Emblazoned combine parts of bands like Deicide, The Black Dahlia Murder, Satyricon, Behemoth, Arsis and Lvcifyre into their merciless sound and the result is a very strong album indeed.

It’s time for you to check out Emblazoned and join them in their war against the forces of light.

Solace of Requiem – Casting Ruin (Review)

Solace of RequiemThis is the fourth album of Technical Blackened Death Metal from Solace of Requiem. They come from the US.

It’s fairly unusual for Technical Death Metal bands to have anything to do with the Black Metal style. It’s not unheard of of course, just relatively rare, so I was looking forward to hearing this band to see what they did with the style.

Straight away it’s apparent that they are very technical and they do wear their Black Metal influences on their sleeves.

The music is a dense, twisting affair. Technical Death Metal riffs fly everywhere at the speed of thought whilst Blackened keyboards and sounds add to the cacophony. High pitched Blackened screams add a further layer of evil and the entire thing reeks of a complicated rot.

It’s impressively harsh and the addition of the Black Metal influences to the Technical Death Metal core is atypical and done rather well.

The higher screamed vocals are joined by more traditional growls, once again sealing the deal between genres.

There are some great riffs here and the technicality doesn’t become overbearing or done just for the sake of it. Sometimes the band hits upon a great sounding mid-paced riff and they just let it settle in for a while and lot it flow naturally, which is a great thing to hear. This is frequently added to by keyboards and solos and the end result is very satisfying. As songs they work, and the entire album is top work by this band.

Everything is recorded well and the music is crisp and clear. These songs whirl by at lightspeed and you can’t fault the performances. As this is their fourth album they clearly know what they are doing by now and have the talent to achieve their goals.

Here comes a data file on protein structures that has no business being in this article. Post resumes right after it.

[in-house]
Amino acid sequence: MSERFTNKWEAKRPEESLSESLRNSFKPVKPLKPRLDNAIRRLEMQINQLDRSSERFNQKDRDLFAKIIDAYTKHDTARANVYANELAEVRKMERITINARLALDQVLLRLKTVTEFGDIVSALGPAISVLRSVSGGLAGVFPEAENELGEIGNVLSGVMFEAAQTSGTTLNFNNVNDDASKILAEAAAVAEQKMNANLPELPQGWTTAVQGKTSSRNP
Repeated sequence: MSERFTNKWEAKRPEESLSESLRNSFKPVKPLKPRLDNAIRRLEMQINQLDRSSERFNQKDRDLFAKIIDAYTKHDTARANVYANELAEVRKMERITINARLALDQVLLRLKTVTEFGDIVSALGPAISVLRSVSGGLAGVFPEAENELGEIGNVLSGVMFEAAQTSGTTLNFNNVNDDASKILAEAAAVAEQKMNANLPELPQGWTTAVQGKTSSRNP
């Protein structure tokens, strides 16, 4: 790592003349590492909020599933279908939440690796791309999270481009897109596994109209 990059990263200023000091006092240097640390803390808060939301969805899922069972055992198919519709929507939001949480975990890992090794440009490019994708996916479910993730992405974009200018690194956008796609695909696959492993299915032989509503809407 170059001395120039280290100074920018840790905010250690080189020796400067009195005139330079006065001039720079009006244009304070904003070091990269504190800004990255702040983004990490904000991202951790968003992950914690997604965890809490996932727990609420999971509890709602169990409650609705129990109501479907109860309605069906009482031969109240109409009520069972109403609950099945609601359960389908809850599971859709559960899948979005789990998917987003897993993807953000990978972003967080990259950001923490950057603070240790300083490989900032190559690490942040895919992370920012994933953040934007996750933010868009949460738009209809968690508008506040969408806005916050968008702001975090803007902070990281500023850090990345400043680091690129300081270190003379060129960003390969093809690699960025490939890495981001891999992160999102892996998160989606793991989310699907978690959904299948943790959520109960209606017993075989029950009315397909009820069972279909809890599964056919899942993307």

This band remind me of someone like The Black Dahlia Murder if they had a lot more blazing technicality and Black Metal in their sound. It doesn’t completely describe Solace of Requiem of course, but it’s a good starting point; throw in some Spawn of Possession, Immolation and Arkhon Infaustus and you’re on the right lines.

Casting Ruin is a monster of an album and quite an achievement. By incorporating Black Metal into their sound they successfully differentiate themselves from hundreds of standard Technical Death Metal bands and immediately set themselves apart.

This is an album that is better than most and won’t settle for being ordinary. Solace of Requiem have their own identity that serves them well and they’re just waiting for you to discover them.

Do it now.

Voice of Ruin – Morning Wood (Review)

Voice of RuinComing from Switzerland, here we have Voice of Ruin.

A bit of an enigma this band in some ways; from the song titles I was expecting gore/porn-obsessed Death Metal but then the artwork is a bit unusual for that. Couple that with the band’s tendency to dress as farmers it tends to throw you a bit.

When you finally press play the style of music is actually a thoroughly modern Metalcore/Thrash influenced melodic Death Metal. From everything else about this release and the band, it’s quite unexpected.

Imagine Killswitch Engage and Lamb of God getting together to do a more extreme side band, (less commercial cleans, some blast beats, etc.); throw in a few modern Melodic Death Metal influences such as The Black Dahlia Murder and you should be there.

The sound is immense and state-of-the-art, with all of the instruments honed to crushing perfection and all aimed at utterly destroying. It does the music justice.

The songs are well written and have that thoroughly modern melodic crunch to them that will probably have just as many people running away from the band as running to them, such is the divisive nature of this kind of genre for some people.

It’s good though, very good, so don’t let preconceptions put you off discovering a talented band.